Acoustic Resonances in Pre-historic Sites

Bruno Fazenda

Introduction

Evidence of acoustic resonant behaviour has been found in many sites of archaeological importance. Acoustic resonances are important phenomena in pre-historic spaces because they have a very noticeable effect on sound.

The fact that many pre-historic sites have a resonant effect cannot be considered as definite evidence to acoustic intentionality in their design. However, since the effect, when present, would have been noticed by people using the space, it may be argued that this could have led to an adaptation of subsequent activities and even influence the design of posterior spaces. Smaller, enclosed spaces exhibited this effect. 

Loudness Variations in the Space

In general, acoustic resonances in spaces such as chambers or caves occur when sound waves propagate between two opposing surfaces. As the waves are reflected, they combine with other sound waves travelling in the opposite direction. At specific frequencies, related to the distance between the opposing surfaces, the sound waves combine in such a way that a stationary, or standing wave, is created – these are commonly called the ‘modes of the space’ or simply ‘modes’. An example of one such mode is depicted in Figure 1, under the title Pressure Distribution, for a circular stone structure. 

 Figure 1

The standing wave in this case has a circular shape and it is possible to find dips and peaks in pressure across the space. If such a mode is excited (see section below), then someone walking within the space would notice the sound becoming quieter as they approach one of the dips (blue areas) and becoming louder as they approach one of the peaks (red areas). Similarly, someone standing in one of the red areas (high pressure), even if far away from the source of sound, would hear a loud and resonant sound.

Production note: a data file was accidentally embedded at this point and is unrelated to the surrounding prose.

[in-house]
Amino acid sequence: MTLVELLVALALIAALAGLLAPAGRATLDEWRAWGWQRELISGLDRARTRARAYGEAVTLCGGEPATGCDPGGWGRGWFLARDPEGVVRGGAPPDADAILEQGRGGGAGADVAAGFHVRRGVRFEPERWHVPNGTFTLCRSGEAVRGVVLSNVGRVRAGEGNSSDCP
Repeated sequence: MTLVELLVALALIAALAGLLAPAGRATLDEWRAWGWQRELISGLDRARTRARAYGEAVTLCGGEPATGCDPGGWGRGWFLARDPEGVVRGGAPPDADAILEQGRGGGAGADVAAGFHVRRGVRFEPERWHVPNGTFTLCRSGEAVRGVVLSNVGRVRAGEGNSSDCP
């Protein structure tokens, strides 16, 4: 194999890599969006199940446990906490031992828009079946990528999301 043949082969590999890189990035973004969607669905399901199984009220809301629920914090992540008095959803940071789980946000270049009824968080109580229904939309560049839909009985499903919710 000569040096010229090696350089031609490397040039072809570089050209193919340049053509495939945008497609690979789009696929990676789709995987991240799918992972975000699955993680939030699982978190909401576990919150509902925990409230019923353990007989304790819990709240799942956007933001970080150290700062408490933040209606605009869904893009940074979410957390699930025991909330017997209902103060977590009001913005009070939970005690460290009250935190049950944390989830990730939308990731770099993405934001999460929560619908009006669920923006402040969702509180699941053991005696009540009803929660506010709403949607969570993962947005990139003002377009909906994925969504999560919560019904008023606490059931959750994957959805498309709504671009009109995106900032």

One simple way of finding evidence that a space has resonant features is by exciting the space at a known resonant frequency and simply mapping the rise and drop in level across the space using a sound level meter. An example is shown in Figure 2, where a comparison between the modelled Pressure variation along an axis of Stonehenge and the measured peaks and dips of sound level in the space are shown. They match almost exactly.

modes graph for BF file 3 Figure 2

Exciting and Hearing the Resonant Modes

Enclosed or semi-enclosed spaces will have many resonant modes. At the lower frequencies however, say below 100Hz, the modes are well separated. By chanting a steady note or perhaps by playing a drone on a horn like instrument at a pitch close to the modal frequency, the mode will be excited and therefore that frequency will be heard louder.

The position of excitation, or where the instrument is, in relation to the pressure distribution is also extremely important. It should be logical that if the instrument is at a large pressure point (red zones) in Figure 1, then the mode will be excited strongly. The nature of the standing wave means that excitation is invariably stronger near the walls where large pressure always exists (see Figure 1). 

Another aspect of modes is that, once excited, they tend to linger in the space for a short but noticeable period of time even after the sound of the instrument has stopped. This very noticeable effect is usually called the modal decay time and can be likened to a low frequency reverberation.

 

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